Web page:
I have dyslexia, diagnosed at the age of nine with two separate forms. Reading was incredibly difficult, but I learned to adapt. And I refuse to let it label me as something I'm not.
When people learn that I have dyslexia, it often comes as a bit of surprise. I am a writer and a professional editor, after all. I spend a lot of time behind the computer or with my nose stuck in a book. So, it's not totally out of the realm of possibility that someone would question my career choice when they hear the truth about my history.
There is still a lot of negative stigma surrounding dyslexia, but what people don't realize is that the majority of the people on the planet have one form or another of dyslexia—but they just don't know it.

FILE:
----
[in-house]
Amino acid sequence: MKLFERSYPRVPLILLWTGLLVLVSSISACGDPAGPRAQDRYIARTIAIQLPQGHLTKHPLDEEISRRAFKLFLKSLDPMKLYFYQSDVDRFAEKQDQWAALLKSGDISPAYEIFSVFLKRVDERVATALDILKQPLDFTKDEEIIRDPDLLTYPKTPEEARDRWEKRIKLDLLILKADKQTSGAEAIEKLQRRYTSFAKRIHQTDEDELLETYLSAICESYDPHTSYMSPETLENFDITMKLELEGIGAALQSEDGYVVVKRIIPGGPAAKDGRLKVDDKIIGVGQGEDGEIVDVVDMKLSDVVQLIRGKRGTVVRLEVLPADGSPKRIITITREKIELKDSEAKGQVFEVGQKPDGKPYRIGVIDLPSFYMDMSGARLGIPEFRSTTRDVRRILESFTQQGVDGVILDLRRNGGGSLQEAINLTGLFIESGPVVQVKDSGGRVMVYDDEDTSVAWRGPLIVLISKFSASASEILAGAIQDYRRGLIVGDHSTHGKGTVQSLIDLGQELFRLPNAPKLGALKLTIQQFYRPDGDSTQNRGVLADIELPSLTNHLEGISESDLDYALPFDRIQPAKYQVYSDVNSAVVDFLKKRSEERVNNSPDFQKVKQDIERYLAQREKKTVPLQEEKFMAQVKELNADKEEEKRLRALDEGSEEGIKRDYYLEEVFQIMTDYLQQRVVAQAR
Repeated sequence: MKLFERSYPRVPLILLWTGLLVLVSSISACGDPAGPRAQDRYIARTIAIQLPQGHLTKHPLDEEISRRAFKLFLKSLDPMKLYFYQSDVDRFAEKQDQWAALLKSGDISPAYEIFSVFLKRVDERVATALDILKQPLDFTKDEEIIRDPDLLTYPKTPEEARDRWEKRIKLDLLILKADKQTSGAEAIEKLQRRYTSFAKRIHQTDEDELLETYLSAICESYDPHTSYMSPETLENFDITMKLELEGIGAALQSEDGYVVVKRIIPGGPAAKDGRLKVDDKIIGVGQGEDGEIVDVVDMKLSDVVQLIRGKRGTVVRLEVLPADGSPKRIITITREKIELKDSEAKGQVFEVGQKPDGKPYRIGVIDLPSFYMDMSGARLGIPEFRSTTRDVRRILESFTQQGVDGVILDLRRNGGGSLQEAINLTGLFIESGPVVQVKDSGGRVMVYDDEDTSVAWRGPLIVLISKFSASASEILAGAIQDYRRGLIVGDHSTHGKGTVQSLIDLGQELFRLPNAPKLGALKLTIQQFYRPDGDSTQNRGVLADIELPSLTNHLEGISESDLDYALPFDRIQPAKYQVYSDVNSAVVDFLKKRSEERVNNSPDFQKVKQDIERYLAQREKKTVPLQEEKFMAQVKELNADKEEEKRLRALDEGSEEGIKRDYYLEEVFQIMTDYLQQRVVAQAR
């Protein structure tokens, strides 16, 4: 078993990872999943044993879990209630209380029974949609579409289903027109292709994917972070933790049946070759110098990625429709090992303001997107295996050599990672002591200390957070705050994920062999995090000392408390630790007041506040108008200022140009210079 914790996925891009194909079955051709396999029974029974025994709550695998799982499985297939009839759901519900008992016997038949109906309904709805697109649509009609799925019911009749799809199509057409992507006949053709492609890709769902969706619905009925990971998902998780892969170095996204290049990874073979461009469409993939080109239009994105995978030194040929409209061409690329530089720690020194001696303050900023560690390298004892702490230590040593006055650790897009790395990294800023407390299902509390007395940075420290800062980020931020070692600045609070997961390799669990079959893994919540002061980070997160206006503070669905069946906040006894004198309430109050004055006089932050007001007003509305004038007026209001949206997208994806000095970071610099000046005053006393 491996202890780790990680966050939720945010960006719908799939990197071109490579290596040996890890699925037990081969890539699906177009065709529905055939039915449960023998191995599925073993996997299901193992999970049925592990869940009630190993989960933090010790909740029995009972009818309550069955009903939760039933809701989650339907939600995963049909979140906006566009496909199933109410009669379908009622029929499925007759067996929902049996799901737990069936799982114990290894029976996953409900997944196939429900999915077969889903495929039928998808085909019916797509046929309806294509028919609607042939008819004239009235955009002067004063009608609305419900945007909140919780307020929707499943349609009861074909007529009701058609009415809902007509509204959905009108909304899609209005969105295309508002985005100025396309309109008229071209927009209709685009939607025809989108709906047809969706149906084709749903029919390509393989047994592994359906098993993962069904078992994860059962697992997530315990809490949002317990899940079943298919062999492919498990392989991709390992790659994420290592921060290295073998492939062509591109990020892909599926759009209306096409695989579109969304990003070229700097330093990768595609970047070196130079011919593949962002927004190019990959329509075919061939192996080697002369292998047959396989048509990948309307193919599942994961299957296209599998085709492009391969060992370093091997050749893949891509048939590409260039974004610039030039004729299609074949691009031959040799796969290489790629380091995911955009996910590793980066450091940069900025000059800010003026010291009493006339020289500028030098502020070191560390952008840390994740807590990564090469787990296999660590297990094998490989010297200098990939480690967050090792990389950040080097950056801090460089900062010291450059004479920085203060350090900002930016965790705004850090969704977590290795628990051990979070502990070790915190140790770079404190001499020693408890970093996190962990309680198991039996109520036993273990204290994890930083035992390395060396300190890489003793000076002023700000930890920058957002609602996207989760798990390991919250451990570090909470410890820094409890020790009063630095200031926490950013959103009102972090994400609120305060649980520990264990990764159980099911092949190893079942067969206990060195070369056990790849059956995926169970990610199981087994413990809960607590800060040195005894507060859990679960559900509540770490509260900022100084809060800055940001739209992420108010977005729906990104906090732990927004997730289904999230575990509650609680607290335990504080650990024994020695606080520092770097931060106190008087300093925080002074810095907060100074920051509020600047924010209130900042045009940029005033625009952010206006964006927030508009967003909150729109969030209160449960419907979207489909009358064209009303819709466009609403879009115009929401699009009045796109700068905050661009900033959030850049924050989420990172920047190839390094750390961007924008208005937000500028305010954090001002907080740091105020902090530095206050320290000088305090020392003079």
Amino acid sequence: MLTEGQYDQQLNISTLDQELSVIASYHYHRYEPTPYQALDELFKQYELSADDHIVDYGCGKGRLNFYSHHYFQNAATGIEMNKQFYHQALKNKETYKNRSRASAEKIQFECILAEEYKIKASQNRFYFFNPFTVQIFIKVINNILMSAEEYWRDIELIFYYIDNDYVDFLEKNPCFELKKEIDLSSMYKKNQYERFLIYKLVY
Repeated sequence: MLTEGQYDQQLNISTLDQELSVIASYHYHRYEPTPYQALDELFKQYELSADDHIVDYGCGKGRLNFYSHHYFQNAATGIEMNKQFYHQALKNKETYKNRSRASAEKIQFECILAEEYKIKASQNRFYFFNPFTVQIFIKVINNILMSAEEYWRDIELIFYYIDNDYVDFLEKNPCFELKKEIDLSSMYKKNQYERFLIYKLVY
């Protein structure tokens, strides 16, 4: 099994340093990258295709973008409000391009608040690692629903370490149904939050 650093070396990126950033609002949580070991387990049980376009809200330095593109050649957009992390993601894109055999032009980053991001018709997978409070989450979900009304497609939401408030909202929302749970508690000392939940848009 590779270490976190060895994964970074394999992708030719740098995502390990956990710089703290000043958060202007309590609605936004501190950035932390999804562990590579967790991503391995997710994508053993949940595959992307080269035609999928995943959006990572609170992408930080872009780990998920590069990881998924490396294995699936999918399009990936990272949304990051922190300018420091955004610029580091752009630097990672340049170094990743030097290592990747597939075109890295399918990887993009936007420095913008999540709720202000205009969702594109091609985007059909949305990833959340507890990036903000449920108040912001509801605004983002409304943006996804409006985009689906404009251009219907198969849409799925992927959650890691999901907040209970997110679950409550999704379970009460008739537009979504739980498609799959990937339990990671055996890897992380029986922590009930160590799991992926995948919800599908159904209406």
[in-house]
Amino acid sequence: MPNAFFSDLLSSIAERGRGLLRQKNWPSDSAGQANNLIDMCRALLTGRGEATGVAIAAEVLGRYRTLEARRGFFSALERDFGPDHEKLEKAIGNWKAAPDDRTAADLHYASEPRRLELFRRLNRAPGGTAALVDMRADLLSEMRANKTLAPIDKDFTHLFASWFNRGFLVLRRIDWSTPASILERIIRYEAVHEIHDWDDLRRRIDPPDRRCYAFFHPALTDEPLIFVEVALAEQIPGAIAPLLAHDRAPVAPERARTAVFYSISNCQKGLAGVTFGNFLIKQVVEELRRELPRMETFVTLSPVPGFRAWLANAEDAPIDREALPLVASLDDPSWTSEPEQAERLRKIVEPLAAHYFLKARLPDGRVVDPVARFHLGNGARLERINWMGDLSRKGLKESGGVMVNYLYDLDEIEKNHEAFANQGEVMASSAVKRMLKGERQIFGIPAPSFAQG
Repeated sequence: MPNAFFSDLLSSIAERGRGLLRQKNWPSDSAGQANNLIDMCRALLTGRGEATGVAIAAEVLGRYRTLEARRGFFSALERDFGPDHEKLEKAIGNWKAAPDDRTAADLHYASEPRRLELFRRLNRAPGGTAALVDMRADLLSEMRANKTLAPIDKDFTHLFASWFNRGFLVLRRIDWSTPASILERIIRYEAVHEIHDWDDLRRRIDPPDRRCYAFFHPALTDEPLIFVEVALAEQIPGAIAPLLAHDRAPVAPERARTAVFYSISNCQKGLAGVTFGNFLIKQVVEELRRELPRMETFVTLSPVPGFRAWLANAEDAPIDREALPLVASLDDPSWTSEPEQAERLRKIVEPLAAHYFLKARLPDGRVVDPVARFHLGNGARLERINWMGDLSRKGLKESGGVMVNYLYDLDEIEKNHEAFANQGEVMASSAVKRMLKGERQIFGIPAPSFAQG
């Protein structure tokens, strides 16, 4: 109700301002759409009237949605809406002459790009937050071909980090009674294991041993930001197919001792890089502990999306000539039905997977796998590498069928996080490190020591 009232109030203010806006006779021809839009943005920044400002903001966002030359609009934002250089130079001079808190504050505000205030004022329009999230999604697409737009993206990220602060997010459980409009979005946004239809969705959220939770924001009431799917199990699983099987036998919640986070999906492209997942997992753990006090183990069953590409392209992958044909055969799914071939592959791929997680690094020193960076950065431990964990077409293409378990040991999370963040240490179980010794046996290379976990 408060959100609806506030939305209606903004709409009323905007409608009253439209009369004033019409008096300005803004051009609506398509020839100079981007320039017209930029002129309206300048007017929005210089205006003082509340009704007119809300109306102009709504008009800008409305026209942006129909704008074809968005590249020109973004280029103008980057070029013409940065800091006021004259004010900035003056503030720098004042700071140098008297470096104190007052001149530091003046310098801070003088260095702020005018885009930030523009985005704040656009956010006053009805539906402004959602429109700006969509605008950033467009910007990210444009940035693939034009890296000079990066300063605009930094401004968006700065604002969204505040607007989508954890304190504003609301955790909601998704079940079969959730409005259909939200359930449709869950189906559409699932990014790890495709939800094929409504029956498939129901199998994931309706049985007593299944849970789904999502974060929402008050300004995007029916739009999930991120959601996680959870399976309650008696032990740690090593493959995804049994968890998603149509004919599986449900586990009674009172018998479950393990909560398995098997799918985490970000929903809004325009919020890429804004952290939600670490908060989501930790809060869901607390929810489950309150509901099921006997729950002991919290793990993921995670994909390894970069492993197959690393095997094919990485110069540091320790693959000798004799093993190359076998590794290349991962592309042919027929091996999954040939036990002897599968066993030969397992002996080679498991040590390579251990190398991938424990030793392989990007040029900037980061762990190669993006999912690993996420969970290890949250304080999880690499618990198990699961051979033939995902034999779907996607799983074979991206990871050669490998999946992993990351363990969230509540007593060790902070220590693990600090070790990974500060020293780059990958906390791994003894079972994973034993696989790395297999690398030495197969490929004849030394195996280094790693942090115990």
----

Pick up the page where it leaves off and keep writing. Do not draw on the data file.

For most people, their form is so weak that they were able to easily compensate. However, for approximately 15% of American children , for 30 to 50% of prisoners around the world , the dyslexic forms are severe enough to cause significant issues.
Today, a friend of mine, Beth Beamish, is releasing a book about what it's like to be a parent of a dyslexic child, with practical advice on how parents can help their children through this.
Dyslexia is not a disease. It's just a different way of seeing the world.
To help Beth Beamish spread the word about her book, I thought it might be a good idea to share my own story, highlighting that having dyslexia doesn't stop you from following your dreams, whatever those dreams might be.